Stafford during his Amazon expedition, which took 860 daysKeith Ducatel with permission for Varsity

In August 2010, Ed Stafford became the first person ever to walk the entire length of the Amazon River. Joined for the trip’s majority by a walking partner, Gadiel “Cho” Sanchez Rivera, he travelled over 4,000 miles in 860 days, at times only managing four miles a day due to the sheer density of the Peruvian jungle. Ed and Cho were held at machete and gunpoint, mistakenly detained as drug smugglers and murderers, stranded in the jungle with a broken GPS and only a tortoise to eat – Stafford even got a flesh-eating botfly lodged in his head.

“A lot of explorers do these trips...because they feel an inherent need to prove their worth”

So why did Stafford decide to walk the Amazon? “It depends how deep you want to go,” he tells me. “I don’t think I really fit into conventional life. Certainly in my 20s I would get into trouble quite a lot, and if I’m honest I would get into fights.” For Stafford, the trip was a chance to escape that world. “And I did it because I was insecure,” he admits. “I think a lot of explorers do these trips not necessarily because they’re braver than anyone else, but because they feel an inherent need to prove their worth.”

The Amazon success led to a still-growing career as a TV explorer. Stafford, characteristically humble, has no pretences about this: “I’ve got loads of mates who are far more competent than I am, who say ‘you’re a fucker, Stafford, you’re able to have the tagline of The Guy Who Walked the Amazon.’ It’s helped massively, in terms of all the TV, and motivational speaking and books.”

His next TV gig, Ed Stafford: Naked and Marooned, was one of the hardest. He was dropped, without food, water, equipment or – as the title suggests – clothing, on the uninhabited Fijian Island of Olorua, and challenged to survive for 60 days. It was a mental struggle. In the Amazon Jungle, Stafford had relied on Cho heavily, and he found the isolation tricky. Alone on the island, there was no “yardstick” against which to measure his sense of self. “I almost felt sick from this overriding sense of not knowing who I was,” Stafford reflects, but ultimately, “I think it was quite a healthy thing to do [...] I sat down and made a list of all the things I wanted to be, the morals I wanted to live by [...] it’s an amazing crucible of self-development really.”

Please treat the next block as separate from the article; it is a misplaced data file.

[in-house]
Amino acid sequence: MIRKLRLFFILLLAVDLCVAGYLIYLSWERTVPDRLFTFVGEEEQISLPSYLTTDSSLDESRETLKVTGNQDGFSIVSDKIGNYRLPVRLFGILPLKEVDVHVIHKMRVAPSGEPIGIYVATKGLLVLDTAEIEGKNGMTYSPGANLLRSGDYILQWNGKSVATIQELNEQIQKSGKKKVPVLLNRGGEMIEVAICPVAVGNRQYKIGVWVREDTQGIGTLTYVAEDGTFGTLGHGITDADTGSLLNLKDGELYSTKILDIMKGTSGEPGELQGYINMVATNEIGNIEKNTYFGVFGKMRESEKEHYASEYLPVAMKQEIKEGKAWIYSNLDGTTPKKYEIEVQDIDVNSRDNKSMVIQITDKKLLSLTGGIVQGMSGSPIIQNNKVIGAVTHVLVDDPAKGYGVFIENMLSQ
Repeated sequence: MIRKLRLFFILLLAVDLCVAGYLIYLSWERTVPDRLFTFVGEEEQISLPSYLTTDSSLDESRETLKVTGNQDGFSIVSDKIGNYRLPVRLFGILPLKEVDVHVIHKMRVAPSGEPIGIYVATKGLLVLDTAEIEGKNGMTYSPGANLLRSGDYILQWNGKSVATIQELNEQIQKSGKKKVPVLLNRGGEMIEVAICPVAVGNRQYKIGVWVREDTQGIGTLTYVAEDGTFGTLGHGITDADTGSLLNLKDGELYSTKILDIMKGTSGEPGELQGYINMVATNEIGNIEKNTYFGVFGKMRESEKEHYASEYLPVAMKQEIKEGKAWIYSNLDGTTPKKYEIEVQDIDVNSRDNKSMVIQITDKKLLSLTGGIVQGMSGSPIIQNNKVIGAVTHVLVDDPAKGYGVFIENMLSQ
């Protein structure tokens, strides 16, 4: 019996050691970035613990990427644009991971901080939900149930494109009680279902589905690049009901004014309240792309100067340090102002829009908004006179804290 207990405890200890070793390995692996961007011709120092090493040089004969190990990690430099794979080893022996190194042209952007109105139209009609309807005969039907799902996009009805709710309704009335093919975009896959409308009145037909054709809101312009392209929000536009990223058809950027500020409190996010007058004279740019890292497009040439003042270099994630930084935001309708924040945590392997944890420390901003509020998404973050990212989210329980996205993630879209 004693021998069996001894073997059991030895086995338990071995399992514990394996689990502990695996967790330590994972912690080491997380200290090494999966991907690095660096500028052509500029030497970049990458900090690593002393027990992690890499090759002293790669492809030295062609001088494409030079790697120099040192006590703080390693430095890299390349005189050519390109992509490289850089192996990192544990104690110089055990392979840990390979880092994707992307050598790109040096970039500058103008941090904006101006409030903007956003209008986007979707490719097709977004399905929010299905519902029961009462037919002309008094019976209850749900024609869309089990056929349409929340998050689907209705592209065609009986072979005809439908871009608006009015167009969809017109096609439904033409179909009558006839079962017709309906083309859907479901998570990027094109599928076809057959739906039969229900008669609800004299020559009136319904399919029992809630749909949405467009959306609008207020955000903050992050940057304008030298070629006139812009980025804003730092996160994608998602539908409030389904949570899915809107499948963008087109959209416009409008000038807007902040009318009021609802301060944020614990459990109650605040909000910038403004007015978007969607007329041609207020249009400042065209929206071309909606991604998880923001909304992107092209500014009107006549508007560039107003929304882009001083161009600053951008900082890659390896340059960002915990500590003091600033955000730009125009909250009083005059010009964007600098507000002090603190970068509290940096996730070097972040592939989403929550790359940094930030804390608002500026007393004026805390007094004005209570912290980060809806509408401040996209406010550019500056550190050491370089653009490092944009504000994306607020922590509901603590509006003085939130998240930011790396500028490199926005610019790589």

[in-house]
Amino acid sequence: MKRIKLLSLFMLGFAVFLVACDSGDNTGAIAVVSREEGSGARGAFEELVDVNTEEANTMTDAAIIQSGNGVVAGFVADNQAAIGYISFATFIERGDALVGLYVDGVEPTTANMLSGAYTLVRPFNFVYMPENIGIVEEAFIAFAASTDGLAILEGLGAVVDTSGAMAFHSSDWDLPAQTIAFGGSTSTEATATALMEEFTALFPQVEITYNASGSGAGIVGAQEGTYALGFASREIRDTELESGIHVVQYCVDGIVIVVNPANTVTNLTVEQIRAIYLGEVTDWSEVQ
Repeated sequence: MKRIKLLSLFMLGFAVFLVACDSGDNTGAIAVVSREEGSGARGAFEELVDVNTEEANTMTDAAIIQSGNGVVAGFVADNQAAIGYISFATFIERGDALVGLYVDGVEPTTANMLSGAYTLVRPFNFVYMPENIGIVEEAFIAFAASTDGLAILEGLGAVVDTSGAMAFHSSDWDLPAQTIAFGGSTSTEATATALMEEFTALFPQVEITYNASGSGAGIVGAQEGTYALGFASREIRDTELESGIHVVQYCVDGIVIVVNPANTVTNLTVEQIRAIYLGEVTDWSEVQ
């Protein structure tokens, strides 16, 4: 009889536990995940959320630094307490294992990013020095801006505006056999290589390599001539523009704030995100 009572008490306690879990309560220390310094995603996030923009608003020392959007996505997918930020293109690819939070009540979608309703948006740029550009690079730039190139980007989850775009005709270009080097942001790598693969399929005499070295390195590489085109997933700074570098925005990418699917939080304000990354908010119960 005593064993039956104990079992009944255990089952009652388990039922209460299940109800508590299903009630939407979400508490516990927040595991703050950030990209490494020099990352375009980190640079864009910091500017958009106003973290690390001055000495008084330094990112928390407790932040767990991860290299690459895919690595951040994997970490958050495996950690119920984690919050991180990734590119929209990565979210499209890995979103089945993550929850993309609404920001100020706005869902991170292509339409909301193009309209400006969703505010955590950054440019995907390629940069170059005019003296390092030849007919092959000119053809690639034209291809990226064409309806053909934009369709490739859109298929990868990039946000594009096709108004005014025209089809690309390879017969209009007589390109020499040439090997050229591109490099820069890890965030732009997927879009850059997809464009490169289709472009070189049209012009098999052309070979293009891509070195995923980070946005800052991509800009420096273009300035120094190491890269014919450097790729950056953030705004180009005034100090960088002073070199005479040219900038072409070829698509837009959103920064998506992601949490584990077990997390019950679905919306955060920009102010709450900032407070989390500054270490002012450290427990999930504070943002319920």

“We say we’ve got a welfare state, but the welfare of those kids is not being addressed”

Aside from a quick stint on an uninhabited Indonesian island with his wife (explorer Laura Bingham) and then-two-year-old son Ran in Discovery’s Man Woman Child Wild, in the last few years Stafford’s work has been focused on the UK. In 2019 there was 60 Days on the Streets, which saw Stafford rough sleeping in London, Manchester and Glasgow. Stafford, who went into it thinking that the root cause of the issue was a lack of housing, was instead confronted by the extent of the drug and alcohol problem. From his experience, this is the main factor keeping people on the streets – “I would say that around 98% of the people I spoke to were either alcoholics or drug addicts.” I ask whether he thinks giving money to rough sleepers helps: “I can only talk from my first-hand experience, but no one was taking money to go and spend it on a hostel […] it was all being used to fuel an addiction.” Stafford admits that he doesn’t really know the answer, beyond the fact that rough sleepers need far more help than they’re currently getting, on a systemic level.

Stafford has recently continued his 60 Days series with 60 Days on the Estates, which premiered in 2023. While some have thought the title comes across as patronising – middle-class guy “braves” a council estate and tells the residents how to solve their problems – this isn’t the tone it takes. In the programme, Stafford is sensitive and interested, centring the stories of those he meets rather than his own experience.

The examples speak for themselves. In the first episode, on an estate in Haringey, North London, Ed meets mother of six Dionne, whose one-bedroom flat has a serious mould problem; her children have developed asthma, and she’s been asking for years to be rehoused. A pipe above the flat has been leaking for five years. “I’m not here digging for negative stories about the council,” says Stafford after their conversation, “but that flat is unacceptable [...] we say we’ve got a welfare state, but the welfare of those kids is not being addressed.”


Mountain View

In conversation with Jimmy’s homeless charity

With an eye roll Stafford tells me that, just after this encounter, he saw a clip of Rishi Sunak promising residents of the relatively affluent Tunbridge Wells that money intended for deprived areas, such as Haringey, would be redirected to them. He hopes that his TV programme has had an impact: “hopefully in connecting to the person, rather than connecting to the problem in a generic fashion, it becomes more real and hits home more.”

Stafford signs off with a flurry of updates. He, Laura and their three young children recently moved to Costa Rica, in search of a more simpler, sustainable life, and are briefly back in England to tie up loose ends. I consider a joke about admin being life’s real adventure, but (thankfully) decide against this and let him go. It’s best, it seems, to let Ed Stafford get on with it.